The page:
Friday, January 24, 2014

Margaret and Bebek in Istanbul

My little dragon, Bebek, traveled with me (and my husband and two teenagers) to Istanbul, Turkey over the winter holiday. (Bebek is ‘baby’ in Turkish.) We flew into Istanbul on Christmas day and remained for one week. Bebek, an agreeable adventurer and companion, accompanied me to many wonderful places in Istanbul. This photo was taken at Taksim Square, on December 28th. We were at the Republic Monument, which commemorates the formation of the Turkish Republic in 1923.  We walked a great deal each day, setting out from our lovely small hotel in the old part of the city (Sultanamet.) Bebek and I got a lot of exercise, and greatly enjoyed interacting with people and hearing numerous beautiful languages. We had special times with many new Turkish acquaintances, as well as fellow travelers from Sri Lanka, Germany, England, France, the Netherlands, Saudi Arabia, the Philippines, and more. We shared a meal with an Australian woman on vacation, who teaches English and Italian to high school students in Abu Dhabi in the United Arab Emirates. Our explorations, by foot and tram, took us to the Hagia Sophia Museum, the Blue Mosque and other mosques, the Topkapi Palace, the Basilica Cistern, the Galata Tower, the Istanbul Archaeological Museum, and to many unique restaurants and shops. There were fantastic discoveries when we visited the Islamic Museum of the History of Science and Technology in Islam. We marveled at the mazelike shopping environment of the Grand Bazaar. Our boat trip on the Bosphorus, and a later walk along the edge of the Sea of Marmara, were lovely experiences. The old city walls, some 1500 years old, were part of the rich history we enjoyed in this beautiful city. Bebek and I encourage anyone who loves to travel and be welcomed with great hospitality (and delicious food!) to add the great city of Istanbul, Turkey to your list of places to someday visit. I hope to go again; one week is not nearly enough time to experience this grand city, and its rich culture and history. 

Margaret Patton, Administrative Assistant for the Honors College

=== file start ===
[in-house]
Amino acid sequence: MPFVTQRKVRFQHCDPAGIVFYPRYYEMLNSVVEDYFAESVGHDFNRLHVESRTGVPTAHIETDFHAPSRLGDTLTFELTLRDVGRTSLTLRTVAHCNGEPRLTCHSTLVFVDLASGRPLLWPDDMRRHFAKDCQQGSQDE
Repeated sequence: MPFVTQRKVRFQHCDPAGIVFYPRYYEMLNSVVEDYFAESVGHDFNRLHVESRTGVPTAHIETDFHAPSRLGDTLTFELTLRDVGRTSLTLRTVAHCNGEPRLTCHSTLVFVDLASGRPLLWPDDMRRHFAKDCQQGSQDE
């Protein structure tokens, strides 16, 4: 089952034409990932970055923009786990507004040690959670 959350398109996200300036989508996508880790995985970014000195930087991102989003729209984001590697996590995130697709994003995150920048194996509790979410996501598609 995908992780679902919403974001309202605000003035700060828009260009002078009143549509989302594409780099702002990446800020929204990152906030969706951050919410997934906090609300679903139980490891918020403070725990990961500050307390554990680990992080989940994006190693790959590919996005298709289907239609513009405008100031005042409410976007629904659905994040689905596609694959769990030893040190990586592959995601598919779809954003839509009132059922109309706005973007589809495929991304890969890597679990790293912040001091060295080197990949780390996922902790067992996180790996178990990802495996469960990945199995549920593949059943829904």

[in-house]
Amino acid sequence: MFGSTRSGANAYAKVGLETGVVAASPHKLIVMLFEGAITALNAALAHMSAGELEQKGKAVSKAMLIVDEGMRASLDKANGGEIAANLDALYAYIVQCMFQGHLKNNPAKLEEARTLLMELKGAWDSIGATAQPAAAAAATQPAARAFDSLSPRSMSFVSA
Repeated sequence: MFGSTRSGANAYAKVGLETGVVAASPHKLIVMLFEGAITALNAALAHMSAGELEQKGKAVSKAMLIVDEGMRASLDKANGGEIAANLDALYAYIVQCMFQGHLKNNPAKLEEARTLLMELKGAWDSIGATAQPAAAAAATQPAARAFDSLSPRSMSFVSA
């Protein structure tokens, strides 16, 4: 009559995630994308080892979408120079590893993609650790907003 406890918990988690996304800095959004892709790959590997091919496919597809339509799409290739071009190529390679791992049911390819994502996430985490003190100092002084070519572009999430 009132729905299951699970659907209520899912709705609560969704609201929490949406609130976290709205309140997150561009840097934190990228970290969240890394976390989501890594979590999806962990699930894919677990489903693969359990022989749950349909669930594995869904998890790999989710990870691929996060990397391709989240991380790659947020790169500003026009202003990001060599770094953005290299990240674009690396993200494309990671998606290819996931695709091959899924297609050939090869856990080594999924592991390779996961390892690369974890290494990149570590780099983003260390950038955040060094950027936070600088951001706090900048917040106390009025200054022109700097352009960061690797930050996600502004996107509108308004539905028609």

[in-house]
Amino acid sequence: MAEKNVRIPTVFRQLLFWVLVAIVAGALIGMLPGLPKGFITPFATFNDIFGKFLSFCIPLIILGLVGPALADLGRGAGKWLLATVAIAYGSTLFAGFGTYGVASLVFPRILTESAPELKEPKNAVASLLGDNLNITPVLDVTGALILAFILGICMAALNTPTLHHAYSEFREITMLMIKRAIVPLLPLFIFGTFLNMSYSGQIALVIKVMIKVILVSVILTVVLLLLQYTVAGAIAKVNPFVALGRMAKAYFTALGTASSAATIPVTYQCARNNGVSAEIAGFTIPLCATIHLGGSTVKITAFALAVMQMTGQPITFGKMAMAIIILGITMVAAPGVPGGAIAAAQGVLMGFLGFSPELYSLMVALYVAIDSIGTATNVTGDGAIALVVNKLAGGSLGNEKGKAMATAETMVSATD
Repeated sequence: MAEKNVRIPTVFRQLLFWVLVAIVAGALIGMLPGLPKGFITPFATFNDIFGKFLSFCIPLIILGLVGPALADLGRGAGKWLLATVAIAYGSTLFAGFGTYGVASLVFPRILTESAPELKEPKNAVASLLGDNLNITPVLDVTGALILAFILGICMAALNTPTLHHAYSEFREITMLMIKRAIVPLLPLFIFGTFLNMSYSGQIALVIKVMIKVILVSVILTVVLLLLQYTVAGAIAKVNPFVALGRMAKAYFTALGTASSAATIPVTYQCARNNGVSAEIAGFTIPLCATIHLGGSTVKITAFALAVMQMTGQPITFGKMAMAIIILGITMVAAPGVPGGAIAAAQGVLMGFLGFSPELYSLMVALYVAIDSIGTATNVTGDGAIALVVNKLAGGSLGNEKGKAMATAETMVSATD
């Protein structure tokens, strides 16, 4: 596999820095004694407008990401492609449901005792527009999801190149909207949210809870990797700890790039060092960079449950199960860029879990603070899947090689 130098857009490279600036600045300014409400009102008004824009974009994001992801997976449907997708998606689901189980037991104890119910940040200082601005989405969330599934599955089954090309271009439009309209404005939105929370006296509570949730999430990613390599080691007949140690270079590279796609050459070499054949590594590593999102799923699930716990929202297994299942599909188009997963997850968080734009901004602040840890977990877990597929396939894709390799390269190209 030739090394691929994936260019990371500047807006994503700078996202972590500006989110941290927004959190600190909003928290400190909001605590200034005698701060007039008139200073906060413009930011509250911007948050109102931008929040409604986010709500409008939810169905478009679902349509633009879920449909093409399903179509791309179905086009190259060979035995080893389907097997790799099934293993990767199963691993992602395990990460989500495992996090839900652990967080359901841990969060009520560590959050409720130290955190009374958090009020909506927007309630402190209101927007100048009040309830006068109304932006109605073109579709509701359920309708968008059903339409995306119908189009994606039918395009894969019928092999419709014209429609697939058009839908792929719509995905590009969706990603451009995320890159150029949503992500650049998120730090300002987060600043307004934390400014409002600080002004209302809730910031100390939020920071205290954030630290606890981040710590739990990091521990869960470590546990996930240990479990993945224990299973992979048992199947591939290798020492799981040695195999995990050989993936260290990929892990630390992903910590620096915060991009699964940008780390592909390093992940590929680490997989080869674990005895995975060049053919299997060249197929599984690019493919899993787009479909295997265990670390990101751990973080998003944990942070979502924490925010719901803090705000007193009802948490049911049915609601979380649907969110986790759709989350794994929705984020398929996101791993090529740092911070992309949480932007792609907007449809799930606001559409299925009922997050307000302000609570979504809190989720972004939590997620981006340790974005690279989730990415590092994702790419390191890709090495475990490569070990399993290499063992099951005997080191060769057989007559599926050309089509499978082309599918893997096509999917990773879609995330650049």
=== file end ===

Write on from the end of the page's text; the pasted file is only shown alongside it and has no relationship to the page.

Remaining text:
Tuesday, January 21, 2014

Lloyd admires the view from his warm apartment.
Laura Silva, University of Oulu, Finland

Lloyd and I left for Finland on New year’s Eve, and landed in the evening on New Years after about 12 hours of flying and a seven hour time change. Finland was having a heat wave and there was no snow on the ground in Helsinki, with temperatures around 1C. After spending a few days there and learning my first phrase in Finnish – “Do you speak English” or “Puhutko Englantia?” – I navigated the train system and boarded a ten hour train north to Oulu. Oulu is a coastal town on the Gulf of Bothnia, and about as far North as Iceland and Fairbanks, Alaska. There was snow on the ground when I got here but it was still relatively warm, around -5C, and for the first week or so it was often colder in Greensboro than here. But now I’ve seen temperatures down to -23 And I don’t think I’ll ever complain about temperatures above freezing again.

When I arrived my Kummi, or sponsor student, met me at the bus station and showed me to my apartment. The first few days were slow -- figuratively, though, because the days only lasted about 6 hours with the sun rising around 10 and setting around 4. After orientation and a few international events I made a small group of friends. Last weekend, I and another American girl taught them the rules of American football while we watched the Panthers’ game. Classes haven’t begun for most of us yet so it’s been very laid back and we’ve had plenty of time to hang out and get to know each other.  At the university, every student belongs to a student guild based on their field of study, and each guild has a specific color of overalls. They look a little like a space uniform, but mostly they’re good because they’re waterproof and warm and there’s snow everywhere. The students sew patches on them for a lot of different events and wear them during student rallies and spirit events. For exchange students, they’re overalls are blue and we were all given some patches to spice them up. They also say that you can’t wash them unless you’re in them, so one of the only ways in the winter is to go ice hole swimming. It’s really popular with the students here, especially if there’s an opportunity to sauna afterwards. The sauna originated in Finland and it’s very popular, most people have them in their homes and offices. It’s common to sauna at about 150F and then immediately roll in the snow, repeating the cycle a few times, but I haven’t tried it yet!
Those overall might not fit you, Lloyd.
Lloyd considers the challenges of being a "northern" dragon.
I’ve gotten much better at converting gallons to liters, feet to meters, and Celsius to Fahrenheit because the United States is stubborn and the metric system is infinitely easier. In the past two weeks I’ve learned the essential Finnish words – I’m sorry, thank you, excuse me, I don’t speak Finnish, and of course, cheers. I’ve learned the bus routes, though waiting for them at -17C always make me feel like they’re running late, and I’ve found my way around the city center. There is so much more to explore, but I feel like I’ve learned so much in my first few weeks, I can’t wait to see what the coming months have in store!